Request for Applications: Gender-based Violence & Clean and Efficient Cookstove and Fuel Interventions in Humanitarian Settings
The Alliance is pleased to announce a request for applications (RFA) to support research to evaluate and increase understanding of the links between clean and/or efficient cookstove and fuel interventions and GBV in humanitarian settings, with preference given to studies that take place in Rwanda. All Alliance partners are eligible to apply. Letters of Intent are highly encouraged and are due on September 19, 2016. Applications are due on October 21, 2016 at 11:59 pm EDT. Please submit all inquiries, letters of intent, and full applications to email@example.com.
Up to $200,000 will be available to support one study over a 12-month period, dependent on scope and scale of activities proposed. Applicants must be partners of the Global Alliance for Clean Cookstoves. For partnership details, and to register as a partner, visit http://cleancookstoves.org/partners/register.html.
Proposals must include or consider the following components:
- The proposed research must contribute to the evidence base demonstrating if and how clean and/or efficient cookstove and/or fuel interventions impact risk and/or incidence of GBV. More specifically, the research must measure non-partner sexual and physical violence and/or attempted non-partner sexual and physical violence during firewood collection. Proposals that seek to measure incidence of non-partner sexual and physical violence during firewood collection are strongly encouraged. Proposals that consider the larger landscape of GBV in humanitarian settings and seek to understand potential unintended consequences, including for example intimate partner violence, will be prioritized.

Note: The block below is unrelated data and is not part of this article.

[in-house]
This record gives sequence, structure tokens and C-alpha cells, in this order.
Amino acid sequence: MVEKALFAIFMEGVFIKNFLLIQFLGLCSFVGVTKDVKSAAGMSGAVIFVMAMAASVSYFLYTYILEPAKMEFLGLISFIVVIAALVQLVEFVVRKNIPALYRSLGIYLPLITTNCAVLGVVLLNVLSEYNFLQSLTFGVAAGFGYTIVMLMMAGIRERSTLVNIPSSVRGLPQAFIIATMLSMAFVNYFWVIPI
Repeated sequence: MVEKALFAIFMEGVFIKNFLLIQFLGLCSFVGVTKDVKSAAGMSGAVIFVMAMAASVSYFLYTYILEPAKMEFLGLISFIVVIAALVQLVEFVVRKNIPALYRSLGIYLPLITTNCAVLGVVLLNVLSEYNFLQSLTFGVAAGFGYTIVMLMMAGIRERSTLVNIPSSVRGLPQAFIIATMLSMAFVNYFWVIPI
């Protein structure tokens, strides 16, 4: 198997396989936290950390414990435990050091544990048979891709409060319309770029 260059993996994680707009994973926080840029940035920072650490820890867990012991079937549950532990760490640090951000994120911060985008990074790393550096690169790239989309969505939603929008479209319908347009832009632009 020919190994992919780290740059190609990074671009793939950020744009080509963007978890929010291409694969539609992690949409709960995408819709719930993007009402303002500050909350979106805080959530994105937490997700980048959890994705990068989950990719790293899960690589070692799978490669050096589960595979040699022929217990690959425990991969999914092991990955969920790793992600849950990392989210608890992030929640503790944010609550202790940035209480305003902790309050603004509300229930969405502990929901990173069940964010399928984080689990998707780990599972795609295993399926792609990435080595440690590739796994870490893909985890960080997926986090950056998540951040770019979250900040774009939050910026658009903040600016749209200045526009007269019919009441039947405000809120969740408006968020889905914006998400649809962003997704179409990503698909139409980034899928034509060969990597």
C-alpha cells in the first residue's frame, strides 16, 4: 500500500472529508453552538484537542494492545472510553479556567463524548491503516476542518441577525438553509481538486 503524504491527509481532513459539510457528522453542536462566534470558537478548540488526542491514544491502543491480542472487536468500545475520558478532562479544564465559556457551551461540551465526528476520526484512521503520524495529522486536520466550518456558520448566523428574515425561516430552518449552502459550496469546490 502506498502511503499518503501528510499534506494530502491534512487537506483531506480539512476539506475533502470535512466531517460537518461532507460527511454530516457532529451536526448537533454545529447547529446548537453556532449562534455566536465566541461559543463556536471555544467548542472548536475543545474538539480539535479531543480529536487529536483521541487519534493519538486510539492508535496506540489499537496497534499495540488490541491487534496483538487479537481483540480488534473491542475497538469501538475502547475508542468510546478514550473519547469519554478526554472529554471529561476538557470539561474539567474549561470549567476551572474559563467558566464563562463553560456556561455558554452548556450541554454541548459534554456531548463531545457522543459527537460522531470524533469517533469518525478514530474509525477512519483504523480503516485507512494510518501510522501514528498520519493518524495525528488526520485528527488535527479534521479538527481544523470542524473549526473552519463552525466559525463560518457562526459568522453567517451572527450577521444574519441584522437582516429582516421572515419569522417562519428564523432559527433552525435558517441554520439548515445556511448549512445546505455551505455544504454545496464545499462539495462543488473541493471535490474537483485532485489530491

- Research that compares multiple cooking approaches in order to evaluate which types of interventions are more likely to impact GBV will be given preference. Variation in approach is not limited to different technologies or fuel types, but rather can include elements such as: comparing approaches that include additional interventions such as livelihood activities, GBV sensitization, engagement of the host community, etc.
- Proposed methodology should include, at minimum, baseline assessments measuring GBV indicators prior to the start of a clean and/or efficient cooking project, and mid-line and end-line assessments to determine the impact of the interventions. Quantitative methods are required, but a mix of quantitative and qualitative methods is preferred.
- Proposed research must take place in a humanitarian setting, such as a refugee camp, IDP settlement, or crisis-affected area. Preference will be given to proposals seeking to conduct research in Rwandan refugee camps. The evaluated cooking project can be implemented as part of the study, however it must build on or replicate previous interventions that have demonstrated effectiveness in user adoption, including correct and consistent use of the cookstove and/or fuel. Evaluated projects can also include existing cooking interventions that are being scaled to new beneficiaries.
- Proposals must include training by the academic/research institution for the humanitarian implementing staff on developing and conducting quality baseline and end-line evaluations (including GBV indicators) to ensure continuous monitoring and evaluation. All materials (questionnaire, training program, etc.) should be made public and shared online for others to use when conducting humanitarian energy assessments on GBV indicators.
Frequently Asked Questions: